lightly heated the fuselage and let them dry.
The heat allowed the resin to reset itself so that it was straight.
Thank goodness it worked and the fuselage was straight.
Now I removed the canopy slide rails as no Israeli machine carried them. Iíll do that version later.
Now to see if I could fix the
misaligned mold, luckily it was on the bottom of the fuselage.
Because of this it was just a matter of sanding and a little bit of
filler. Some primer and I was ready
to start building.
The cockpit consists of a tub
and sidewalls. The details are
unique for an S-199 and are nicely represented.
I painted the cockpit Model Master RLM 66, then added a lamp black artist
oil wash, followed up by dry brushing it with RLM 02.
Some chips with a silver pencil were added to the floor and seat back
plate. I did use some parts from
the Eduard set designed for the Hobbycraft kit.
This added some nice detail where it would benefit the model.
Construction was pretty
straight forward from here on out. Utilizing
some parts from the Hasegawa kit, mostly the wings, tails, and landing gear the
construction was rapid.
The wings were easy enough to
build but I wanted to add some detail from the Eduard set.
The photo etch roof for the wheel wells fit really well.
One feature that I wanted to add that I never had was the zipper lining.
Eduard also offers the liner made of some material that is more pliable
than their normal stuff. They fit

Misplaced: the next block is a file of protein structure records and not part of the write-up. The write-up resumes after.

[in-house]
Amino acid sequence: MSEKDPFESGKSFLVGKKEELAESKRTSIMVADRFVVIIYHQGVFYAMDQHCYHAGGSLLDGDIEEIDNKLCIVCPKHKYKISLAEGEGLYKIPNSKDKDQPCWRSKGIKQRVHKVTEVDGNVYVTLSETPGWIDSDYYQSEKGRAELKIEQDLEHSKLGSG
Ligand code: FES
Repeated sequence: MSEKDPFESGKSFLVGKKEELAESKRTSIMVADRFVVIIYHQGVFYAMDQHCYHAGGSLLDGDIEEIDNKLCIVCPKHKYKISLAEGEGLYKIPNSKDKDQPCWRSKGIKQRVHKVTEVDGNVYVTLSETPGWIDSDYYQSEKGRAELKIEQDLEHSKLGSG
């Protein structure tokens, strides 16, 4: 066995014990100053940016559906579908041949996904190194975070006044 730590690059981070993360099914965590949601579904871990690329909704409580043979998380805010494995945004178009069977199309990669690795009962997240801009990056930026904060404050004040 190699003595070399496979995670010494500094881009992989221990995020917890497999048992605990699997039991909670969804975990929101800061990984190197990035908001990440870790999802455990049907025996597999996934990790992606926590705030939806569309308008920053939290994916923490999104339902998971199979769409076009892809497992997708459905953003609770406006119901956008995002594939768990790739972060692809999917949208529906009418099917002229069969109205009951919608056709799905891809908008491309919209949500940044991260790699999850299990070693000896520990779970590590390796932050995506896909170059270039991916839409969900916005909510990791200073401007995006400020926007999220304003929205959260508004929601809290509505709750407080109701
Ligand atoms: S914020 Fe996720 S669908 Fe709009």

absolutely perfectly and bent easily.
The underwing gondolas are
different from the German ones, so I used the Verlinden ones and flattened out
the bottom and carved the different ejector ports.
Since the Israeli aircraft were a single color I decided to have one
gondola opened for some visual interest. The
underwing gondolas fit perfectly. I
opened up the end and added two pieces of tubing to represent the guns.
To mount the horizontal
stabilizers I had to create some mounting holes in the fuselage and they were
mounted with superglue like most of the kit was.
Washing the model in Dawn dish
detergent prepares the resin and plastic for paint.
I also wipe the model with Resin Prep and Plastic Prep to remove any
remaining oils. A coat of Alclad
Grey Primer to check for errors and then the subsequent touch up.
Once I was happy I with the way the whole thing looked it was time to
decide the proper color to use. The
latest research shows that the color is slightly lighter than RLM 02 with a
slight green tint to it, (RAL 6013) Reed Green. I couldnít find the exact color so I made up my own
starting with Model Master Enamel RLM 02, with some Model Master Field Green and
white added to the mixture. This